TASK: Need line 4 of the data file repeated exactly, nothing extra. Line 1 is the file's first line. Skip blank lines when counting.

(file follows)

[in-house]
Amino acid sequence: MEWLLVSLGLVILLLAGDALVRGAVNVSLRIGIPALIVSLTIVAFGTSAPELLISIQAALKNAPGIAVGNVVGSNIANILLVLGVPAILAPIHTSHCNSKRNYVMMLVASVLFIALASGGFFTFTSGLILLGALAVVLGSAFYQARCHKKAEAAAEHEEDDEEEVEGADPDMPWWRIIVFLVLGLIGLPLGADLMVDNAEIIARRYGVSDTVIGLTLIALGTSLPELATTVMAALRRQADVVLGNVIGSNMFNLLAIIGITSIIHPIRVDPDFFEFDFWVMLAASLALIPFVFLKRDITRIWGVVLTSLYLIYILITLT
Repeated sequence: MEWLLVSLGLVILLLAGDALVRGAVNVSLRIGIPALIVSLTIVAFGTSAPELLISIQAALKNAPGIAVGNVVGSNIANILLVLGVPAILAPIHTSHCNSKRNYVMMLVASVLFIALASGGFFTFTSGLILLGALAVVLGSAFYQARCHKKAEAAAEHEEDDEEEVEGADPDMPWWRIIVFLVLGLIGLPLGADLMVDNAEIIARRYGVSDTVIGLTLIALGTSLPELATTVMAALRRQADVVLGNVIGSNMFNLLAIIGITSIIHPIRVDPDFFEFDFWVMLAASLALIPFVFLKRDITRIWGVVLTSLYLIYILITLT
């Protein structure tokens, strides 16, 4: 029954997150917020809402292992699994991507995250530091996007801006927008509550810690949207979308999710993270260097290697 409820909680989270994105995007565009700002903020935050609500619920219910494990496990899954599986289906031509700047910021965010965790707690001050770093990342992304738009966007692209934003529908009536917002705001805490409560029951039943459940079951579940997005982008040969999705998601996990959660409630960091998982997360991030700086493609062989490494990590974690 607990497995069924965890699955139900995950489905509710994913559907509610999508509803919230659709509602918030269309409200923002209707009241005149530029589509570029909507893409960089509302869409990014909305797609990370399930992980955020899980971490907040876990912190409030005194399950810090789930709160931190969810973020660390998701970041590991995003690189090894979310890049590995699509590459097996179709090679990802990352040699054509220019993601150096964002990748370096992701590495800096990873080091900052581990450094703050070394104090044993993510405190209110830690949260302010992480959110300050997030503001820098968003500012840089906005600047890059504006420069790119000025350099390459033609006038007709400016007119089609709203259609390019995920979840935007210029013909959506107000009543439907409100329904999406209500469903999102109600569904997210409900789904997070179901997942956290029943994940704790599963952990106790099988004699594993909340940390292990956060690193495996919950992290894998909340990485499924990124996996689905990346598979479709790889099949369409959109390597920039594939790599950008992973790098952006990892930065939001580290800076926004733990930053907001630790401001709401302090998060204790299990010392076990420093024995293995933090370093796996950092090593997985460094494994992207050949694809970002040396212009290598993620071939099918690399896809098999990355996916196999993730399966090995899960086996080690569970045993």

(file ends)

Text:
């Protein structure tokens, strides 16, 4: 029954997150917020809402292992699994991507995250530091996007801006927008509550810690949207979308999710993270260097290697 409820909680989270994105995007565009700002903020935050609500619920219910494990496990899954599986289906031509700047910021965010965790707690001050770093990342992304738009966007692209934003529908009536917002705001805490409560029951039943459940079951579940997005982008040969999705998601996990959660409630960091998982997360991030700086493609062989490494990590974690 607990497995069924965890699955139900995950489905509710994913559907509610999508509803919230659709509602918030269309409200923002209707009241005149530029589509570029909507893409960089509302869409990014909305797609990370399930992980955020899980971490907040876990912190409030005194399950810090789930709160931190969810973020660390998701970041590991995003690189090894979310890049590995699509590459097996179709090679990802990352040699054509220019993601150096964002990748370096992701590495800096990873080091900052581990450094703050070394104090044993993510405190209110830690949260302010992480959110300050997030503001820098968003500012840089906005600047890059504006420069790119000025350099390459033609006038007709400016007119089609709203259609390019995920979840935007210029013909959506107000009543439907409100329904999406209500469903999102109600569904997210409900789904997070179901997942956290029943994940704790599963952990106790099988004699594993909340940390292990956060690193495996919950992290894998909340990485499924990124996996689905990346598979479709790889099949369409959109390597920039594939790599950008992973790098952006990892930065939001580290800076926004733990930053907001630790401001709401302090998060204790299990010392076990420093024995293995933090370093796996950092090593997985460094494994992207050949694809970002040396212009290598993620071939099918690399896809098999990355996916196999993730399966090995899960086996080690569970045993």